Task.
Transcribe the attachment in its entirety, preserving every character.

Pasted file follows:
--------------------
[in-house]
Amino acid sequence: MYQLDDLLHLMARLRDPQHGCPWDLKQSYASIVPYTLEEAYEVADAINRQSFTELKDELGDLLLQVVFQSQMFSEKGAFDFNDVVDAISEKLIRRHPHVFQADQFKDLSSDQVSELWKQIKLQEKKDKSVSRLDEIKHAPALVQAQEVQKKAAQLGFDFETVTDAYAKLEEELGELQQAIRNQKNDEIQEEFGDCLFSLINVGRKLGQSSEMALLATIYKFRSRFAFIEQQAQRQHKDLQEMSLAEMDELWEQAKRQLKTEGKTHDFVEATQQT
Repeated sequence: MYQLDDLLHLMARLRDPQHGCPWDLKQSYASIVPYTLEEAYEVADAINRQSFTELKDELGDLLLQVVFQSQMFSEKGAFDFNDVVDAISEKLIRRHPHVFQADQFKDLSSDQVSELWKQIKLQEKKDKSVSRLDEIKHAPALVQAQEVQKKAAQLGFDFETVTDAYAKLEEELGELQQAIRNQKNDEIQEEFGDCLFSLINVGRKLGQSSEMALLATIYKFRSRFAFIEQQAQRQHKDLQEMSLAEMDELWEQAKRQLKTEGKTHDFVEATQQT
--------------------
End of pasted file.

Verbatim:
[in-house]
Amino acid sequence: MYQLDDLLHLMARLRDPQHGCPWDLKQSYASIVPYTLEEAYEVADAINRQSFTELKDELGDLLLQVVFQSQMFSEKGAFDFNDVVDAISEKLIRRHPHVFQADQFKDLSSDQVSELWKQIKLQEKKDKSVSRLDEIKHAPALVQAQEVQKKAAQLGFDFETVTDAYAKLEEELGELQQAIRNQKNDEIQEEFGDCLFSLINVGRKLGQSSEMALLATIYKFRSRFAFIEQQAQRQHKDLQEMSLAEMDELWEQAKRQLKTEGKTHDFVEATQQT
Repeated sequence: MYQLDDLLHLMARLRDPQHGCPWDLKQSYASIVPYTLEEAYEVADAINRQSFTELKDELGDLLLQVVFQSQMFSEKGAFDFNDVVDAISEKLIRRHPHVFQADQFKDLSSDQVSELWKQIKLQEKKDKSVSRLDEIKHAPALVQAQEVQKKAAQLGFDFETVTDAYAKLEEELGELQQAIRNQKNDEIQEEFGDCLFSLINVGRKLGQSSEMALLATIYKFRSRFAFIEQQAQRQHKDLQEMSLAEMDELWEQAKRQLKTEGKTHDFVEATQQT